February 23, 2009

home economics

illustration by Sam Flores

illustration by Sam Flores

My son is a huge superhero fan. Last time we were in San Francisco, we found a shirt his size with an illustration of several popular superheros as children by Sam Flores. I've tried to keep up on his stuff from time to time. When I saw this piece to the left, I felt a connection with it and it sparked a few thoughts in me...

Personal finances seems to be one of the most argued over issues within marriages. For Brooke and I, this is certainly true. Growing up, I remember my parents arguing about money quite a bit. This tension often increases for couples who are homeowners.

Today, a homeowner may find themselves owing more than their house is worth. You can end up feeling tangled up in a constant mess of home maintenance and projects that often end up costing more than people figured into your budget when you decided you could afford to buy. At times, Brooke and I have felt constrained by our home mortgage–binding us to a lifestyle that doesn't measure up to our dreams or ideals... Suddenly, your home owns you, to paraphrase Tyler Durden. Coming to this realization is what I like to call, "Waking up from the 'American Dream [Nightmare].'"

This sense of being "trapped" adds a huge stress to relationships. I find a lot of strength in my life through my relationship with Brooke. Her love for me gives me endurance in chasing my dreams and remaining faithful to my convictions. I want to protect and nurture what I have with her.

So, how do those of us that are idealists balance relationships and mortgages with our ideals?

I would love to hear your thoughts.


Jason Coker said...

I drink and smoke in moderation. That helps.

Here's how it works with me: when I'm not providing very well because of my ideals (like now), I get anxious and depressed. When Jenell engages me in conversation about money I get defensive. Every inquiry feels like an indictment. I snap at her. Being the fighter that she is, the favor is usually returned. And so it goes.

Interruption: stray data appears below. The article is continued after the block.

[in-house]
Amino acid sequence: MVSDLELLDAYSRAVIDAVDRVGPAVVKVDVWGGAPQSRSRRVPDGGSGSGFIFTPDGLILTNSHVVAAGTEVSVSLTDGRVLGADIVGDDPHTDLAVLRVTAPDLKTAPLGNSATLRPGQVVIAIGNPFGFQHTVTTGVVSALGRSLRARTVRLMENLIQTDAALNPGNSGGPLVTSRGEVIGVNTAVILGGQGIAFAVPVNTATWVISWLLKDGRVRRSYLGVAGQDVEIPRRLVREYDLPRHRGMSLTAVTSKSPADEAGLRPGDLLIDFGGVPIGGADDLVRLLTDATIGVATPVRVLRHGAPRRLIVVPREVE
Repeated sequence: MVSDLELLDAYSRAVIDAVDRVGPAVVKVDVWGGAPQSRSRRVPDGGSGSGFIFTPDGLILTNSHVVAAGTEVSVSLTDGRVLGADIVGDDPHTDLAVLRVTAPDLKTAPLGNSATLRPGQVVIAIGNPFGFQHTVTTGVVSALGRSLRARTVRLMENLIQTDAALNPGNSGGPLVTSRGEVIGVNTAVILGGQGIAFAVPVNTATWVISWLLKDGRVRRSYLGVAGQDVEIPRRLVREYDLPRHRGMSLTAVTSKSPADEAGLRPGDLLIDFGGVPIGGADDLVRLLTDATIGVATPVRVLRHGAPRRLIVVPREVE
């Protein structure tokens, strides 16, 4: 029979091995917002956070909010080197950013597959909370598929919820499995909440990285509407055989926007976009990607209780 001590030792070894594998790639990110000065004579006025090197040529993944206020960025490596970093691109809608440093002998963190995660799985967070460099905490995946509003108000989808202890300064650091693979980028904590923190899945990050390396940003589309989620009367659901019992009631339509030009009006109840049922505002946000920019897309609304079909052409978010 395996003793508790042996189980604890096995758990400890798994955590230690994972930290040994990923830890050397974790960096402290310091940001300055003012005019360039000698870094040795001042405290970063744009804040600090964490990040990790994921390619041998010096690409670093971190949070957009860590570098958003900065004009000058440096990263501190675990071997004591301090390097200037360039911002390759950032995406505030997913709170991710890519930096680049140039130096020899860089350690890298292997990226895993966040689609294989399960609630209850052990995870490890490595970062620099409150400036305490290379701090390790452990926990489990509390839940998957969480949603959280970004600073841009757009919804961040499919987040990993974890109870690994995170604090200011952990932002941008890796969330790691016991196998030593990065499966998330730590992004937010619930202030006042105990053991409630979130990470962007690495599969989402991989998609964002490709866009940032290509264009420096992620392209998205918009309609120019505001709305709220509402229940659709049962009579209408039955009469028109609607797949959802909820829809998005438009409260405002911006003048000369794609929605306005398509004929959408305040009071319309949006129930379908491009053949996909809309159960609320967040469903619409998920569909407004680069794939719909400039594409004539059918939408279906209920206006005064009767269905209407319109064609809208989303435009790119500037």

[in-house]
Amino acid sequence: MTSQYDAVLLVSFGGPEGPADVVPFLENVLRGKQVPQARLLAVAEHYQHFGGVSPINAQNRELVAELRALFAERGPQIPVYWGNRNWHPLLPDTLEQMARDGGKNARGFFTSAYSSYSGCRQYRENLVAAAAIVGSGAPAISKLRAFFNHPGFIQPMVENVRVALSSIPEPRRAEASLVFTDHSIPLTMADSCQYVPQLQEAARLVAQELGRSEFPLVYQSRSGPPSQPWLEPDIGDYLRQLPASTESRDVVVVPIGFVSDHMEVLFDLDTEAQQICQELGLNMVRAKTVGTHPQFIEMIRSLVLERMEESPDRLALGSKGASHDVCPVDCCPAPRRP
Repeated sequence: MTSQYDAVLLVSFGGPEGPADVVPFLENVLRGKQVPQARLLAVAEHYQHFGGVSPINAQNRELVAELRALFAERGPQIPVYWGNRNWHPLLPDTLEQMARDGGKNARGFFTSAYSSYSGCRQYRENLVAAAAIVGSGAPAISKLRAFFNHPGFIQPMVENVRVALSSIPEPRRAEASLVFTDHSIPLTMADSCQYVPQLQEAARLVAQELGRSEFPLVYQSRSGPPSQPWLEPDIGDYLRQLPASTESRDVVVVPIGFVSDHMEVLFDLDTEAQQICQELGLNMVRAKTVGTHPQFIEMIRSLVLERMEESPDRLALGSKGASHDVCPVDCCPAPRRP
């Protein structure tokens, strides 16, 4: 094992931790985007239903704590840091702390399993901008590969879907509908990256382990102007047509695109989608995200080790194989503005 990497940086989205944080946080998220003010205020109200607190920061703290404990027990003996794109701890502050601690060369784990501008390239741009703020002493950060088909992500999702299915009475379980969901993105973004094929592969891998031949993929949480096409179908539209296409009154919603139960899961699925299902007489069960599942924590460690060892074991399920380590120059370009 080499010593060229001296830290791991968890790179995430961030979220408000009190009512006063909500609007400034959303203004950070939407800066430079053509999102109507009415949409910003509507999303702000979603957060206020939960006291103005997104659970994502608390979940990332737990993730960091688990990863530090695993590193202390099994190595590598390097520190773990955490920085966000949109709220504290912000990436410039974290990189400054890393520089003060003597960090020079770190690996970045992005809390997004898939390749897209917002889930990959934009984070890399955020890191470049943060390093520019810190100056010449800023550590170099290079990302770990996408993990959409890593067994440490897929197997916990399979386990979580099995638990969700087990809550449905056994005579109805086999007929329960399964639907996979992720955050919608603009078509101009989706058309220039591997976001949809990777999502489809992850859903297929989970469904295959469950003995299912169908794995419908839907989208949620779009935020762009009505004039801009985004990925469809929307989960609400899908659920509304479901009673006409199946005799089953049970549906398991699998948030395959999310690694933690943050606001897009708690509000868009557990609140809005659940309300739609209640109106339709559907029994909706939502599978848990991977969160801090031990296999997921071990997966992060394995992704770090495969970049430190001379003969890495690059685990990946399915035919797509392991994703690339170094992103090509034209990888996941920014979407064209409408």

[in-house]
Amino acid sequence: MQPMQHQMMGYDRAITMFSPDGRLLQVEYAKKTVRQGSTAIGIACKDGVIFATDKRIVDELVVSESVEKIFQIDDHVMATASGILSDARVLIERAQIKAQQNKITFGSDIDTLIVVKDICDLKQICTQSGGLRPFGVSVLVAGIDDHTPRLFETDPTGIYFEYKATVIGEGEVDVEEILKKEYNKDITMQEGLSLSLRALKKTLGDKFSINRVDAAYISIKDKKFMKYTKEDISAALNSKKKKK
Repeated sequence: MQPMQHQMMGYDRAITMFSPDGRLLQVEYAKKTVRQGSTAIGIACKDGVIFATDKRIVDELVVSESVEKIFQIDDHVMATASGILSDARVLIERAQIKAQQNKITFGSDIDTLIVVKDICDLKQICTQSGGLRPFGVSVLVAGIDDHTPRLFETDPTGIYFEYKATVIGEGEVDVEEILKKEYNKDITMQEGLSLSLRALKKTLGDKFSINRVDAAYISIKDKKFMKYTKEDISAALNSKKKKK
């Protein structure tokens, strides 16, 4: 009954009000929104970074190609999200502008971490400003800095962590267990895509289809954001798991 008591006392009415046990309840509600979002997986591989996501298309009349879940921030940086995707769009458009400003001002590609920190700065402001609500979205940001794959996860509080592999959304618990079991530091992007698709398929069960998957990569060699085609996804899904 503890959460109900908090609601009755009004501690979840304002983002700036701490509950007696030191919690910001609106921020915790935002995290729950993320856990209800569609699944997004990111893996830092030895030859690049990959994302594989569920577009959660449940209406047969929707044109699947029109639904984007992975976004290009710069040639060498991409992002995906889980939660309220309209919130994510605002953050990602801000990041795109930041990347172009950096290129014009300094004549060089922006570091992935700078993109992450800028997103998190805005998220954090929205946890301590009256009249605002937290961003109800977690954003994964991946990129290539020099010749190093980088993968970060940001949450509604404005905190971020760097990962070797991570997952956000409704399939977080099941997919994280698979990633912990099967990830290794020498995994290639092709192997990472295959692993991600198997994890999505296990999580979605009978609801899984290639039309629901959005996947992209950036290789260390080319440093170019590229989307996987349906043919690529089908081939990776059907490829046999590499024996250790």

On good days knowing this comes in handy because I recognize it beforehand. My instinct is to clinch up, but I can choose to be humble and not so self-important. I can remember God. I can remember Jenell is not my adversary. I can lay down my guns and be open and transparent. When I am, we usually find grace to reassure each other and move forward.

That's it man. That's the best I've got.

Jason Evans said...

Thanks, Coker. What helps you remember to remember that this is how you want to handle things?

Jason Coker said...

Sorry for the long delay...I just happened to check back.

I like the old saying that there are two wolves at war within us. The one that wins is the one you feed. I always pursue what I want, but I have conflicting desires. I tend to "remember" well when I've been feeding my better desires.

As I write this I'm noticing Kenneson's book on your bookshelf. He has quite a bit to say about this.

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